By Stefano Filipuzzi and Emre Sonmez
It has now been more than 30 years since Turkey first applied for EEC membership. If some welcomed the perspective of a Turkish entry into the European family with much enthusiasm, others received it with more skepticism. Over the years, however, misunderstandings multiplied and mutual trust faded, which brought to a de facto abandonment of this ambitious project, to the point that the very same Council was not afraid to state, in June 2018, that the negotiations with Ankara are “effectively frozen.”
In analyzing the reasons that led to this progressive detachment between the EU and Turkey, people tend to highlight only Europe’s perspective. More uncommon, instead, is to consider Turkish public opinion and attitudes towards the Union. By carrying out such analysis, the emerging reality reveals a highly polarised society on the issue. Thus, this division goes beyond political party lines
This polarisation recalls a broader cleavage that runs deep through Turkish domestic politics. The most religious and conservative people firmly oppose the pursuit of stronger ties with Europe. By contrast, the most secularised and progressive segments of society believe that the EU membership could be positive from all perspectives (especially in economics, democracy, and human rights promotion). Nonetheless, only 20% of the Turkish population is confident that this process will be completed, according to a 2018 survey.
Turkish public opinion’s mistrust towards the EU also emerges clearly through a historical analysis of the headlines of the country’s principal newspapers.
Hürriyet (before 1998): We will be members of the European Union no later than 1998, Sabah (2002): We will be European in 2010, Sabah (2004): We are European. Yeni Şafak (2015): VISA-FREE TRAVEL TO EUROPE, Takvim (2016): STUPIDS! (pun where the first syllable of aptallar – stupids – is AP – Avrupa Parlamentosu, which stands for European Parliament), Yeni Şafak (2016): DO WHATEVER YOU WANT (when the European Parliament voted to freeze Turkey’s EU membership talks)
Of course, the underlying reasons behind this stiffening are countless. However, we wanted to shed light on three reasons, which, from our point of view, will make Turkey give up on the idea of joining the European Union – if it has not done so already.
Reason 1: Nationalism
The first reason behind Turkish society’s hostile position vis-à-vis the EU is the “rising nationalist sentiment.” The nationalist logic is nourished by the image of a weak EU that constantly seems on the verge of breaking up. The recent crises the EU has been a victim of have certainly contributed to conveying this idea. More specifically, the management of the Greek economic crisis frightened many segments of Turkish society. They ended up believing that a possible adoption of the euro would be detrimental to the national economy. Also, economically speaking, Turkey finds itself in a better position compared to the Union. This stance, not supported by facts, can be summed up in the catchphrase “EU needs Turkey more than Turkey needs EU,” which the Turkish President Recep Tayyip Erdoğan himself popularised. In the same way, the UK’s departure is often brought up as an example to prove that the EU is a bound-to-collapse organization, hence the necessity to look for more valid alternatives.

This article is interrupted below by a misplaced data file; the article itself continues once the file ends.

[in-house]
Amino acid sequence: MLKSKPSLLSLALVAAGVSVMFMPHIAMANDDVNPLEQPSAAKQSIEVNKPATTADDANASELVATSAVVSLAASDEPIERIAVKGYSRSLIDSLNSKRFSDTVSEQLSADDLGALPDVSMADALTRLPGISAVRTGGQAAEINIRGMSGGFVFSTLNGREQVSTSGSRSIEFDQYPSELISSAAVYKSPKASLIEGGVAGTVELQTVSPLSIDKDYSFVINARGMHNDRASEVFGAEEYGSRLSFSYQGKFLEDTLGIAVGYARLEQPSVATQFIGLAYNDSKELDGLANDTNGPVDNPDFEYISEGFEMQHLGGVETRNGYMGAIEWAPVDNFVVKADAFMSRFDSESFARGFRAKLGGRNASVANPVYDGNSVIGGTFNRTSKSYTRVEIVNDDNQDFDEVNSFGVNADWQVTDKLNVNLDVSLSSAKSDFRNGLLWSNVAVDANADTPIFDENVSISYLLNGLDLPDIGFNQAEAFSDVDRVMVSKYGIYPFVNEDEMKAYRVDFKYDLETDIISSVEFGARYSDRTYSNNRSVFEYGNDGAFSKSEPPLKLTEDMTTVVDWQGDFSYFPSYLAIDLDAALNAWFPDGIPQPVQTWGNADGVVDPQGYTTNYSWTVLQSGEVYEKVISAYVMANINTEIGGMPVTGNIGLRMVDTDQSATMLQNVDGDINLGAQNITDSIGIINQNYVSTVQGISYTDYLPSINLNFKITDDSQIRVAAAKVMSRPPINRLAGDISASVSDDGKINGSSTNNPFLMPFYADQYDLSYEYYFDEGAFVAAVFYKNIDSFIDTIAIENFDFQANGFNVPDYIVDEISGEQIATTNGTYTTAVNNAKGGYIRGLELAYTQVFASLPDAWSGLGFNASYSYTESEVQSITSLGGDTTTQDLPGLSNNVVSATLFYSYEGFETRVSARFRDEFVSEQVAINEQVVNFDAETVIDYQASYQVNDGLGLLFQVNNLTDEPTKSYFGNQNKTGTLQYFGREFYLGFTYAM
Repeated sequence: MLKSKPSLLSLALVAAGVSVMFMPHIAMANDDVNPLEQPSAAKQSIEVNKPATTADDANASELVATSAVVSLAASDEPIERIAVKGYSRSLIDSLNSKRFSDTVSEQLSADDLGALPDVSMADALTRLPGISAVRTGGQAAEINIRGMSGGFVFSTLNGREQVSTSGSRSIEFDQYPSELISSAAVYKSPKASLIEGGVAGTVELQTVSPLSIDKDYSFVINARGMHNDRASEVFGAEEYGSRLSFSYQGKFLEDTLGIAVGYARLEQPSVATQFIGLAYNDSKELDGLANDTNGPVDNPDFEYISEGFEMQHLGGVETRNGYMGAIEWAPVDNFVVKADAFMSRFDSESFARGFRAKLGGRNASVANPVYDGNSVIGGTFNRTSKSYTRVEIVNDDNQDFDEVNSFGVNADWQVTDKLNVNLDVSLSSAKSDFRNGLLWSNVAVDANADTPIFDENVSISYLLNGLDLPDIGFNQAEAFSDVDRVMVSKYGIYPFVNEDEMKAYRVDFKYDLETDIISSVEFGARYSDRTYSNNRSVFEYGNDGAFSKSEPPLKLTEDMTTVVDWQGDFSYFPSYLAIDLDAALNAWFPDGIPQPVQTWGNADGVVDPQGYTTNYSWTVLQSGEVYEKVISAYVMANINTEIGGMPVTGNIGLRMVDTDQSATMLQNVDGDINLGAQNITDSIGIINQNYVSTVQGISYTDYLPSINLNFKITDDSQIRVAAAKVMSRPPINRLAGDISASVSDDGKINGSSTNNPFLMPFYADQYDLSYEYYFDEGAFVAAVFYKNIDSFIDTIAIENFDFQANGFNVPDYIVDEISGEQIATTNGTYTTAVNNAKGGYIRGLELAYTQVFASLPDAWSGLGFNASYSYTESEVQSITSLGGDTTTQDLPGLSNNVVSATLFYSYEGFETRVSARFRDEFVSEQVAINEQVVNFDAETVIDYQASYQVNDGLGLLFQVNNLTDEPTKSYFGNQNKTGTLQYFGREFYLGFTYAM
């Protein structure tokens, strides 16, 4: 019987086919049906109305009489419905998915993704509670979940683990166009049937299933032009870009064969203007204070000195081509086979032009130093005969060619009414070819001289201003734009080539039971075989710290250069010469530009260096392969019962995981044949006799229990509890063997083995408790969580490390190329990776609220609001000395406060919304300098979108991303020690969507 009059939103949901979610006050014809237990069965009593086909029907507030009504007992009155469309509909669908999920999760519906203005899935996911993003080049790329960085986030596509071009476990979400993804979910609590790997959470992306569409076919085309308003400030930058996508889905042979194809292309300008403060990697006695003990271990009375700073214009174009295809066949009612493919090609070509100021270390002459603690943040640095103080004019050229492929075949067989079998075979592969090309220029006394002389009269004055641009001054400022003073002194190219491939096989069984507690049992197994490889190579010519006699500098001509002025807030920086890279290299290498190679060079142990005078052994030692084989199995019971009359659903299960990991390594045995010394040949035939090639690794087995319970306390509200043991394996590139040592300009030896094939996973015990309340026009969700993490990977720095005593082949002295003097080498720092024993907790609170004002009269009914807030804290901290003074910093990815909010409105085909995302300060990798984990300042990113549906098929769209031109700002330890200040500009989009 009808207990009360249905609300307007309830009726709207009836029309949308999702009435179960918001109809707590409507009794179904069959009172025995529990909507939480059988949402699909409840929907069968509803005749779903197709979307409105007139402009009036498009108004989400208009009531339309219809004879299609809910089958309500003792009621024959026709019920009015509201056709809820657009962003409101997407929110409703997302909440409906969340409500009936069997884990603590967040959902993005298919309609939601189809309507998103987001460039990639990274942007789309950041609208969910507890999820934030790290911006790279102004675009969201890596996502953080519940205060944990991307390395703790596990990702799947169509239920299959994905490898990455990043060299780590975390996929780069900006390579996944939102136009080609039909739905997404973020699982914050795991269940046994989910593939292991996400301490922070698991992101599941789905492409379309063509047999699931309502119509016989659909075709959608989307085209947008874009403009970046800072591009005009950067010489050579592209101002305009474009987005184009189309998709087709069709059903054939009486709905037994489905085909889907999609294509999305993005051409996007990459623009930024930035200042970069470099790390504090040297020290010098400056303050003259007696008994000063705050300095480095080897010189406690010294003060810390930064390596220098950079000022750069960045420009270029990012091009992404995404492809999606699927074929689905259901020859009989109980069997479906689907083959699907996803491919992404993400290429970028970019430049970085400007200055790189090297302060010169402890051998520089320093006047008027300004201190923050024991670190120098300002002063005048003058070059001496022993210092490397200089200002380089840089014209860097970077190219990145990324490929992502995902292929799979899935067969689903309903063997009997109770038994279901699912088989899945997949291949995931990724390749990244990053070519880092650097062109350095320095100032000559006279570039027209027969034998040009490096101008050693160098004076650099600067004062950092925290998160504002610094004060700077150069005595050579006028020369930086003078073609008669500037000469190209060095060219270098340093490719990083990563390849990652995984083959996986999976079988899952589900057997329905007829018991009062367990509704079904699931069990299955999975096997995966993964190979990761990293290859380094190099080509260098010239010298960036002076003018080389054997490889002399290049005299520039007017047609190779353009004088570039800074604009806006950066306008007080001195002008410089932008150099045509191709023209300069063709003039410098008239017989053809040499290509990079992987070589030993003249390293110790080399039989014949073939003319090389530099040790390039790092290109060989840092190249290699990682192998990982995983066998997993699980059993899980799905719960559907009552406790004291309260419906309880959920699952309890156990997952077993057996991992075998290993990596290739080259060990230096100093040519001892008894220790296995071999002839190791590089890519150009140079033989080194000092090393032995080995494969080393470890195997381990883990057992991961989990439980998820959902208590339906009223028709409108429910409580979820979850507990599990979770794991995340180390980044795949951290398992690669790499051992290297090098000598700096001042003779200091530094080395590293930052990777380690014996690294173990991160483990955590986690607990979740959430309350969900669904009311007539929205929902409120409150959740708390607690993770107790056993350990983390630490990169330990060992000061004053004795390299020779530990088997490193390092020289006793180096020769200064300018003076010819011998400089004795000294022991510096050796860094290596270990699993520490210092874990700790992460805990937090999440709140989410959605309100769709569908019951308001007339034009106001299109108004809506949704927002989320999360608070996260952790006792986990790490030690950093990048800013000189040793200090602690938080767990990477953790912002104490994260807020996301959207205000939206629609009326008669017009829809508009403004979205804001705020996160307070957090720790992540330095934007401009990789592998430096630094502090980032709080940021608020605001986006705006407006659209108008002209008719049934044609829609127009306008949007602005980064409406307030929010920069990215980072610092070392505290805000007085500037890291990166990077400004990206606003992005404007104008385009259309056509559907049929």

This is all the more true if one considers that many Turks are proud of their century-old heritage. Because of this, they do not look kindly on the fact that, once part of the EU, they would need to compromise with other countries on a multitude of issues. Indeed, what they consider as a breach of the principle of national sovereignty becomes even more unjustified. This is because most EU member states have an economic, demographic, and military power inferior to Turkey’s. All these reasons enhance the belief that Turkey could prosper well outside the Union.
Reason 2: Religion
The religious element is probably the “unspoken” hurdle that most holds the Turkish accession process back. In this respect, European dithering over Turkey has certainly convinced many that the EU is a sort of Christian nations club. Thus, it contributed to making a large part of the Turkish electorate lose faith in a positive outcome of this process.